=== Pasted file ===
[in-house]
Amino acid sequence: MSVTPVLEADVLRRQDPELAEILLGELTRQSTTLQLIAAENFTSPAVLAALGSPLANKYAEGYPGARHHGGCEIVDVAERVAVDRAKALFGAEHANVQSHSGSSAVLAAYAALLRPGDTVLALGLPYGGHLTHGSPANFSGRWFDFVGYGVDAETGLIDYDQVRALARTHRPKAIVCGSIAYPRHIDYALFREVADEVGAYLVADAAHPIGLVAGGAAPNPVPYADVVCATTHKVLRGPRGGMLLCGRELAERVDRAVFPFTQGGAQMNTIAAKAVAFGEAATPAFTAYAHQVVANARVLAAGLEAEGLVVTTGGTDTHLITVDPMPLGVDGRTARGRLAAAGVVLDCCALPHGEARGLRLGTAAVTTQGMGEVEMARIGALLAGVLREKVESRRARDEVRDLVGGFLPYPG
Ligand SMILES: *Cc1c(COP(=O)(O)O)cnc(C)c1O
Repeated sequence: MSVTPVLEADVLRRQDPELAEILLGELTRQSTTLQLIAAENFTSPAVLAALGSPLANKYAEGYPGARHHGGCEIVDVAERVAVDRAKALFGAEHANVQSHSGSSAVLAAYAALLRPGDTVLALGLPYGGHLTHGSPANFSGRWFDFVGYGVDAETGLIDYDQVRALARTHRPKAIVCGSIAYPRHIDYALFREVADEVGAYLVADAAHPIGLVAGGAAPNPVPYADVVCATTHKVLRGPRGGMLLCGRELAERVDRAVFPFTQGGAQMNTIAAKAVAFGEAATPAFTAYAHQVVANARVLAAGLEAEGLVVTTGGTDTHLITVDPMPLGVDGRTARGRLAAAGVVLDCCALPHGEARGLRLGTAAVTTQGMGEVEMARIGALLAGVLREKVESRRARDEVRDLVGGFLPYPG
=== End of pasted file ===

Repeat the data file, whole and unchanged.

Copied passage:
[in-house]
Amino acid sequence: MSVTPVLEADVLRRQDPELAEILLGELTRQSTTLQLIAAENFTSPAVLAALGSPLANKYAEGYPGARHHGGCEIVDVAERVAVDRAKALFGAEHANVQSHSGSSAVLAAYAALLRPGDTVLALGLPYGGHLTHGSPANFSGRWFDFVGYGVDAETGLIDYDQVRALARTHRPKAIVCGSIAYPRHIDYALFREVADEVGAYLVADAAHPIGLVAGGAAPNPVPYADVVCATTHKVLRGPRGGMLLCGRELAERVDRAVFPFTQGGAQMNTIAAKAVAFGEAATPAFTAYAHQVVANARVLAAGLEAEGLVVTTGGTDTHLITVDPMPLGVDGRTARGRLAAAGVVLDCCALPHGEARGLRLGTAAVTTQGMGEVEMARIGALLAGVLREKVESRRARDEVRDLVGGFLPYPG
Ligand SMILES: *Cc1c(COP(=O)(O)O)cnc(C)c1O
Repeated sequence: MSVTPVLEADVLRRQDPELAEILLGELTRQSTTLQLIAAENFTSPAVLAALGSPLANKYAEGYPGARHHGGCEIVDVAERVAVDRAKALFGAEHANVQSHSGSSAVLAAYAALLRPGDTVLALGLPYGGHLTHGSPANFSGRWFDFVGYGVDAETGLIDYDQVRALARTHRPKAIVCGSIAYPRHIDYALFREVADEVGAYLVADAAHPIGLVAGGAAPNPVPYADVVCATTHKVLRGPRGGMLLCGRELAERVDRAVFPFTQGGAQMNTIAAKAVAFGEAATPAFTAYAHQVVANARVLAAGLEAEGLVVTTGGTDTHLITVDPMPLGVDGRTARGRLAAAGVVLDCCALPHGEARGLRLGTAAVTTQGMGEVEMARIGALLAGVLREKVESRRARDEVRDLVGGFLPYPG